It isn't often that I become engrossed in the idea of seeing a movie. I saw Ray the first night it was in Pocatello, but other than that one film I'm not sure I've seen any others the first night they were out (in Pocatello or elsewhere). I've seen several within the week--most recently Batman Begins and Million Dollar Baby which are both Morgan Freeman flicks as far as I am concerned and need no explanation as to why I just had to see them. Generally however, my philosophy is why not wait until it is on DVD and you can take it home and watch it in your pajamas eating whatever you want to with the benefit of the pause button?
This time the movie that has me engrossed is World Trade Center. The difference is, the movie was out last week and I haven't seen it. Why? Oliver Stone.
I have in the past explained my fascination with Stone and have been a fan of his work, but the one picture of his that I have seen more than any other is JFK. When I watch the film everytime in the trial when Jim Garrison has the jury watch the Zapruder film I flinch when Kennedy is shot and ultimately end up with a few tears rolling down my cheek. When Garrison gives his closing argument I get goosebumbs and those tears come back. Yes, nerdy, but as I think about it and reflect on my own reaction, I can't fathom the reaction a person who actually lived through the Kennedy assassination would have to something that graphic on screen.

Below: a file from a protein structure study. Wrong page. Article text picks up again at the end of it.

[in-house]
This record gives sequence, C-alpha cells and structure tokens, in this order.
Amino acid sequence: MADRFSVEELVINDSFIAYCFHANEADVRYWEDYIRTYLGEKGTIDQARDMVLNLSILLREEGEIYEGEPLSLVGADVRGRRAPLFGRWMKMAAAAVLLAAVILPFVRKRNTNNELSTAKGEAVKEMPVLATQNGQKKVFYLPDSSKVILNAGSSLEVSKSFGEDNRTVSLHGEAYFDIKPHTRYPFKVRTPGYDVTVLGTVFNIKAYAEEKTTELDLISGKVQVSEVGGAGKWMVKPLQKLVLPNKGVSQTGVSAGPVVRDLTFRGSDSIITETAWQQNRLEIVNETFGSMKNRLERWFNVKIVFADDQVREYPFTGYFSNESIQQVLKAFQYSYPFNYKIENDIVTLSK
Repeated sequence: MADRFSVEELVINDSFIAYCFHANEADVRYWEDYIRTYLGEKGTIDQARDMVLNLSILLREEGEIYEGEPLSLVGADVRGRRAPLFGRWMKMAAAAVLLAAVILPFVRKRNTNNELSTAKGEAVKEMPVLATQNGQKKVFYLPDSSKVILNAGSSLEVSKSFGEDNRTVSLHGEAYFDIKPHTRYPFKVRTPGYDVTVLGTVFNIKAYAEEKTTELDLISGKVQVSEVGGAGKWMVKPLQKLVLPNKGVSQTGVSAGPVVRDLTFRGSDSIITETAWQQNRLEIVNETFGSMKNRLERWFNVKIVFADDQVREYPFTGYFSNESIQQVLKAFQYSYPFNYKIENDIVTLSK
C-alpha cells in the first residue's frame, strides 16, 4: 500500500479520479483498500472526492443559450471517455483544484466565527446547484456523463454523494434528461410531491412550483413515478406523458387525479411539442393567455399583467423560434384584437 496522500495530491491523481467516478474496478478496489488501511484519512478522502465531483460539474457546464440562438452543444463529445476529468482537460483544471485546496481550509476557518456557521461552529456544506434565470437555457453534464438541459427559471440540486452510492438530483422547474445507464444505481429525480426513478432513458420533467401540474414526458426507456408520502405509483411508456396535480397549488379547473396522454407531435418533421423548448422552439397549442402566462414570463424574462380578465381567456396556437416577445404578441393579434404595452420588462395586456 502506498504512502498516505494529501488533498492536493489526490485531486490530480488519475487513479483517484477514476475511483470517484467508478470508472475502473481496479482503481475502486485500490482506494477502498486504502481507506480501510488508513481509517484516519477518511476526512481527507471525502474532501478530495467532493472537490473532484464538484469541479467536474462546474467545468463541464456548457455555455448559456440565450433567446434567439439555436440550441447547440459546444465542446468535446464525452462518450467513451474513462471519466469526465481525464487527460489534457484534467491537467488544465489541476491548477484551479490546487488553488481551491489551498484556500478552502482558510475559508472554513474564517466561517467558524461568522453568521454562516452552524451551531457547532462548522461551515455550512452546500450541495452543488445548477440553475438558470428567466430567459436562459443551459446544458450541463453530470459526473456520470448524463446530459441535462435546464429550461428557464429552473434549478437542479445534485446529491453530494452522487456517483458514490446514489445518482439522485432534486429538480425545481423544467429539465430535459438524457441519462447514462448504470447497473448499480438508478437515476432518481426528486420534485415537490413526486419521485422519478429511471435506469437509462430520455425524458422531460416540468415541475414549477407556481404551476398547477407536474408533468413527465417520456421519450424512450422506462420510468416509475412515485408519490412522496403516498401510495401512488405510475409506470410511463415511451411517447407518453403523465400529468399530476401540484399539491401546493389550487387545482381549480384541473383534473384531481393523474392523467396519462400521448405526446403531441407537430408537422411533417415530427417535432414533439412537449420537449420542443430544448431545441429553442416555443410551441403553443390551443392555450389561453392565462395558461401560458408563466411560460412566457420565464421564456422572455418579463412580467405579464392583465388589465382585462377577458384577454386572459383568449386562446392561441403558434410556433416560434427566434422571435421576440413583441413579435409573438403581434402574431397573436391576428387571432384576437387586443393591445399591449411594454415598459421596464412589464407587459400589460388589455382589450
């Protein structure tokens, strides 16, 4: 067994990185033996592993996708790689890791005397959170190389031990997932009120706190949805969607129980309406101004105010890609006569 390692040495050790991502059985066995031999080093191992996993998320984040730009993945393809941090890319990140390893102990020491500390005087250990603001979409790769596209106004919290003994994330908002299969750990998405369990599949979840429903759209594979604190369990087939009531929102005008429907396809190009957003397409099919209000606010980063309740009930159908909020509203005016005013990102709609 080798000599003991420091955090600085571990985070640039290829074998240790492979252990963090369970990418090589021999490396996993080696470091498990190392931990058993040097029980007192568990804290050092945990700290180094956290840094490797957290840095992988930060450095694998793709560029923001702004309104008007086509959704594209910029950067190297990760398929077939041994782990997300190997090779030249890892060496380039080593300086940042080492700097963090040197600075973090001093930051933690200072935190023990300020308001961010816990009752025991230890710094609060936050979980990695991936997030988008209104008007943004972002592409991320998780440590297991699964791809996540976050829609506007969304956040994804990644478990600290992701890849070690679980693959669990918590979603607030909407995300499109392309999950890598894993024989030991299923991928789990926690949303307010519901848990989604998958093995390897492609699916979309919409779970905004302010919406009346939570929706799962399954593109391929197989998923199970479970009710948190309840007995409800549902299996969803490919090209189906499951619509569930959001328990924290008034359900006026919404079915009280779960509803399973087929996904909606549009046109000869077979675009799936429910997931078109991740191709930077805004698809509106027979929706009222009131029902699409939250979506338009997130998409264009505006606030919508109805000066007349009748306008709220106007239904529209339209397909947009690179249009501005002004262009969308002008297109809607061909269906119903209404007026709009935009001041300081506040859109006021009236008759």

My intimate knowledge of the emotion behind Stone's filmmaking is what keeps me from seeing this latest film about two survivors of 9/11, their stories, and their families. I was alive for 9/11. I can remember clearly that morning. Walking to the bus stop, not watching CNN before school for the first time in years, going to art class and watching as the second tower fell. I fear the emotions that Stone might bring with his brilliant film making. This isn't like the distance between myself and Jim Garrison--here is a situation that I lived through, watching carefully, and wondering what would come in the days that followed 9/11.
Before I had always found it silly that there were so many assumed connections between the memories of 9/11, the Kennedy assassination, and Pearl Harbor. Oliver Stone has made me think otherwise.